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  9. And the platter itself wasn't flat either.
     
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  10. csgreene

    csgreene Forum Resident

    Location:
    Idaho, USA
    Mine is solid state and, to be honest, I didn’t look at the video. But I thought it was the same system based on some other videos I’ve seen.
     
  11. In the beginning of discrete CD-4 quadraphonic, which required a Shibata stylus and extended frequency cartridge, no matter the brand of the turntable or set, if it came with a quad cartridge, 99% were all made by Audio Technica. Other than a preamp for any magnetic cartridge, most quad cartridges didn't need any special kind of preamp. The "magic" happened in the next stage using a demodulator or decoder to split the 2 channels into 4. Down the road, other manufacturers came out with their own CD-4 compatible cartridges. Of course they had to also come up with their own type of stylus, like the "Hyperbolic" stylus on the Shure M24H cartridge. Either JVC or AT had control of the Shibata type and didn't share.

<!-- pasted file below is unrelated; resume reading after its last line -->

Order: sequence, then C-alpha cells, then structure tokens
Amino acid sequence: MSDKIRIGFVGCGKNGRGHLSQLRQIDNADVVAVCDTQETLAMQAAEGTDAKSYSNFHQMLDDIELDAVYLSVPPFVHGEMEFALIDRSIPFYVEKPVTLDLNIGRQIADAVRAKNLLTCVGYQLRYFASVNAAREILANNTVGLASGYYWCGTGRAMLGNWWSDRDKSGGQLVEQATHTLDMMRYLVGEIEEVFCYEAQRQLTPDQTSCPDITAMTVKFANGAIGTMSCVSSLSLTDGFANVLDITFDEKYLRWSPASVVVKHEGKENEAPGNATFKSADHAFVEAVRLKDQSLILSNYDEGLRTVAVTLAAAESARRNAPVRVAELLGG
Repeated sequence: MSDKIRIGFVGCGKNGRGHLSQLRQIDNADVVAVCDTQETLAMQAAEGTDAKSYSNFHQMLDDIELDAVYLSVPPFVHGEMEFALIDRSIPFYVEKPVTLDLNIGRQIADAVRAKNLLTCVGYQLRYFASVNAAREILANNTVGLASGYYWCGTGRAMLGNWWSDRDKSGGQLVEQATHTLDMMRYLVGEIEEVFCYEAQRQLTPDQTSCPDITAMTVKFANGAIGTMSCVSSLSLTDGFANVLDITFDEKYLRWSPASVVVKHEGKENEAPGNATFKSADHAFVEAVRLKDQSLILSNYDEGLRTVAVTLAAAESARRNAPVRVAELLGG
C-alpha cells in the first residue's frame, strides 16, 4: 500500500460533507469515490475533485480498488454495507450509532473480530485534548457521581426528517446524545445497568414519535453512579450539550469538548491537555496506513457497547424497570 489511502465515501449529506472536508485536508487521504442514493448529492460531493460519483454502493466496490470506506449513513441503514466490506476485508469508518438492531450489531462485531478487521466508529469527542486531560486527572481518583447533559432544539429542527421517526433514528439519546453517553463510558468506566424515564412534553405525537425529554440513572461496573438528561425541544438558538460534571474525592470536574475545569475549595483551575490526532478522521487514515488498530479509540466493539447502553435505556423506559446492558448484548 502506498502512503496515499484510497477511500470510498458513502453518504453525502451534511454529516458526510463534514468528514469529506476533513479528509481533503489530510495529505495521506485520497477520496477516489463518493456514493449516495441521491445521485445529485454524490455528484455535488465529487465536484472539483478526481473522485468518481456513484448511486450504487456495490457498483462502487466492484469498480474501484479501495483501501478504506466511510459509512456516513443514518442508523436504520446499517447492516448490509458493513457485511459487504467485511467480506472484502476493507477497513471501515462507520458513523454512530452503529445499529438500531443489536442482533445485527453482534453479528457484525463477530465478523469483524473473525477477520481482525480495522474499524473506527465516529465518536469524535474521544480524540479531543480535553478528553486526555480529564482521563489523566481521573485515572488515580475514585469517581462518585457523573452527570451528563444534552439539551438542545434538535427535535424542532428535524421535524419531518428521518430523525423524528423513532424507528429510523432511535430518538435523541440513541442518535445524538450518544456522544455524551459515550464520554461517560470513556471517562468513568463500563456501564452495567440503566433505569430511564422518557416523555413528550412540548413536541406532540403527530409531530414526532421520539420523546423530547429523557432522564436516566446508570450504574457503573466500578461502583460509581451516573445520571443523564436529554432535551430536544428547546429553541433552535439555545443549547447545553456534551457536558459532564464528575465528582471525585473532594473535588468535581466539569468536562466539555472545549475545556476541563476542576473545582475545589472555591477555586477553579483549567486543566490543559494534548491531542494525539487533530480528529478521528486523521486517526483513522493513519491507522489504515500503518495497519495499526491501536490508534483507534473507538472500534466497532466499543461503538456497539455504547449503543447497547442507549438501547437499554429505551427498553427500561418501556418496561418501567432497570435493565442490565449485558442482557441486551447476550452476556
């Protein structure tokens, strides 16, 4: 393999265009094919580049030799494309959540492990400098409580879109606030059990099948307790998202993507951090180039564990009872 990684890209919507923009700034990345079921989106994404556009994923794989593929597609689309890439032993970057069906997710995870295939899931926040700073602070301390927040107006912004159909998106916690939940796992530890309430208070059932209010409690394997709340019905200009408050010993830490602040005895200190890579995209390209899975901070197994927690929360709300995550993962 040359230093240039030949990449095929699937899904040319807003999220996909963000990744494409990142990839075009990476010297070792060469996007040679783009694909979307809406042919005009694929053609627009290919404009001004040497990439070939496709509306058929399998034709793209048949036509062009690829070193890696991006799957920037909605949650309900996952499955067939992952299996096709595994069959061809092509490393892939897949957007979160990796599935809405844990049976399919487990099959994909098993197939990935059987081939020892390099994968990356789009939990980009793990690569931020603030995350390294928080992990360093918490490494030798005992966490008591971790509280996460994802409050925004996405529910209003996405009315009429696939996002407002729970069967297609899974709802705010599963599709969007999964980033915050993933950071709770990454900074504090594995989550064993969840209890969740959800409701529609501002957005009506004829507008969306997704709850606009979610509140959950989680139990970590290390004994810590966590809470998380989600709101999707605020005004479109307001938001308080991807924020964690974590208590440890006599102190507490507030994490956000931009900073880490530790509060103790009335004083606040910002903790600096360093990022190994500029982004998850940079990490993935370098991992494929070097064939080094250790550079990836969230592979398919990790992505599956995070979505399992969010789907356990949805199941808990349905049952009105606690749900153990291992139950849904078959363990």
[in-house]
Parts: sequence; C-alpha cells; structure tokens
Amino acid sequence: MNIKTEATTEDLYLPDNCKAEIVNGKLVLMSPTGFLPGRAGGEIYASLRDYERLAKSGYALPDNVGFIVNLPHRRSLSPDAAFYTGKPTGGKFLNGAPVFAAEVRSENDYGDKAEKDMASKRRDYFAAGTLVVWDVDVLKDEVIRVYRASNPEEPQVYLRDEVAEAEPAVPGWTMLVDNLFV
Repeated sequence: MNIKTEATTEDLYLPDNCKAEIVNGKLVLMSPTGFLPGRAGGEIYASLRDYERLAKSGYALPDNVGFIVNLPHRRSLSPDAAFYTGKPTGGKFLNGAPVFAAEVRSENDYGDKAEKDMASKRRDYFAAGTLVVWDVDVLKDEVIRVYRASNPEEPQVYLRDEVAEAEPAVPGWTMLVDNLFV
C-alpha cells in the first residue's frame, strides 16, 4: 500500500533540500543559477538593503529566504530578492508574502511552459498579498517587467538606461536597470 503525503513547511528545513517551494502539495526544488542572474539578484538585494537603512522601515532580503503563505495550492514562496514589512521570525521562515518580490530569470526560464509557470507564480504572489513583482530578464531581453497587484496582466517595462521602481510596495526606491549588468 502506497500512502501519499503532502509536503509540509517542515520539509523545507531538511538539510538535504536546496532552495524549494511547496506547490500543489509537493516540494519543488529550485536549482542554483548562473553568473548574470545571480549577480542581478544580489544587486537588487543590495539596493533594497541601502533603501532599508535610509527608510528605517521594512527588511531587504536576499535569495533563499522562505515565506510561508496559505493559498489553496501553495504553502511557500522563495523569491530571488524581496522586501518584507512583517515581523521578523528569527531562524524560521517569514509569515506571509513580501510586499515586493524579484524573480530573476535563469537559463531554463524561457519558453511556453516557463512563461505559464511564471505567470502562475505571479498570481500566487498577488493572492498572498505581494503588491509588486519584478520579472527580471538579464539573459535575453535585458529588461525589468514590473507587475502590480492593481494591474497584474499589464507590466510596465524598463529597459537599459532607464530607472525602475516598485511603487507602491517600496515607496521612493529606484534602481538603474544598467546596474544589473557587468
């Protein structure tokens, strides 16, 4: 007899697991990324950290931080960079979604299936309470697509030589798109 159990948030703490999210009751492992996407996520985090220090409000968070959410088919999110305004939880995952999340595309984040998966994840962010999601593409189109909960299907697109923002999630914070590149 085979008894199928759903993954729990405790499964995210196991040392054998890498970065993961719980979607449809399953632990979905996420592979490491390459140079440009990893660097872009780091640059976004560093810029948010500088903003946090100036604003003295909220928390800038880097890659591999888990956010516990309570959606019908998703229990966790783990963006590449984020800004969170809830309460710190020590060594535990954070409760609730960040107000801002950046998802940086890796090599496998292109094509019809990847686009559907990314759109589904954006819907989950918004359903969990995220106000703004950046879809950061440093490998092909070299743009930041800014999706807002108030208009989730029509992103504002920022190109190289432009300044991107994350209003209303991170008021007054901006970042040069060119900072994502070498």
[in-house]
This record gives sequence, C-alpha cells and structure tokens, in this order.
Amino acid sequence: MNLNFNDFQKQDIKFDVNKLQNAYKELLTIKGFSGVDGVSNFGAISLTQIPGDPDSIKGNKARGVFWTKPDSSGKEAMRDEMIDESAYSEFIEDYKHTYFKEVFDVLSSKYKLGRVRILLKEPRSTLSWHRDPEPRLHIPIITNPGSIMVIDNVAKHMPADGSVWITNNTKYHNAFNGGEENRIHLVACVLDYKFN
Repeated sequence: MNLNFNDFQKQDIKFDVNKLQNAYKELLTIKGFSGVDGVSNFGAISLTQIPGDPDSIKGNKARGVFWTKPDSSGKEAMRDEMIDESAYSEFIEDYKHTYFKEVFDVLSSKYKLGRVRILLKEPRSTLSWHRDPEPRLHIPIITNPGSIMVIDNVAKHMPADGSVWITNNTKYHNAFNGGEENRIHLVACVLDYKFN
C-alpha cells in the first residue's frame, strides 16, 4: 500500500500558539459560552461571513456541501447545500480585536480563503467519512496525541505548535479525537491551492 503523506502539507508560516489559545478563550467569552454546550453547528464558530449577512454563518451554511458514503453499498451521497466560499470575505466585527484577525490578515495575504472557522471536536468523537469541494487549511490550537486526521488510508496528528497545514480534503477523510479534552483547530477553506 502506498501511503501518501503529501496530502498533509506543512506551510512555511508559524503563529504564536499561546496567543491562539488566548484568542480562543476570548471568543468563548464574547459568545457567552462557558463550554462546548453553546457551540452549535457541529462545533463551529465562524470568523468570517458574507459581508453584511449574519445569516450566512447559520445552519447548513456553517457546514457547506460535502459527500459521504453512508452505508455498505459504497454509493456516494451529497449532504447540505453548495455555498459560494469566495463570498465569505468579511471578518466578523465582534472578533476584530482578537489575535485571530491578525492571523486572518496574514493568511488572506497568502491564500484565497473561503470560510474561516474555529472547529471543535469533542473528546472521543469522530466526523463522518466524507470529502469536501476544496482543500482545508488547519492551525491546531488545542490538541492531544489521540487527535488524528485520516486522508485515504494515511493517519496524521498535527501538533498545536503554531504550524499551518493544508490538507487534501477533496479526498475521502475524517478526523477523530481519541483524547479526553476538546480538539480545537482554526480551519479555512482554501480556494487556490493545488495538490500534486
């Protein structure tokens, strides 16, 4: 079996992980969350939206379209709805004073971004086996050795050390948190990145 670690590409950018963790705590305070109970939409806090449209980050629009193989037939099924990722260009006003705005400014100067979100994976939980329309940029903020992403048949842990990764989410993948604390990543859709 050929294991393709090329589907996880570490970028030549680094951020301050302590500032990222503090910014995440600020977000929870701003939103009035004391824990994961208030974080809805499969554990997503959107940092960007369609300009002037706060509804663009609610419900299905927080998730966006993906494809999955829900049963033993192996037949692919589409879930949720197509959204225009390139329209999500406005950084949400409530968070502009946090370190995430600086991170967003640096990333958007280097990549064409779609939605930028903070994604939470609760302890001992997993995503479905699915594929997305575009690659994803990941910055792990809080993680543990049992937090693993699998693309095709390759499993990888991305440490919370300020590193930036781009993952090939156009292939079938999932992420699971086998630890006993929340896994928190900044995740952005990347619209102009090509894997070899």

12. No. Totally different. The only commonalities are the Zenith name and a V-M manufactured changer.
     
  13. Many cartridges are designed to retract if the tone arm slides or too much pressure is applied, such as a record dropping onto the tone arm as it is playing another record. This often happened with record changers. Even some of the kiddie Ronette cartridges had a built-in safety guard. In-between the stylus point and the retaining screw was a rubber block that would contact the record before the stylus could gouge it.
     
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  14. The FRiNgE

    The FRiNgE Forum Resident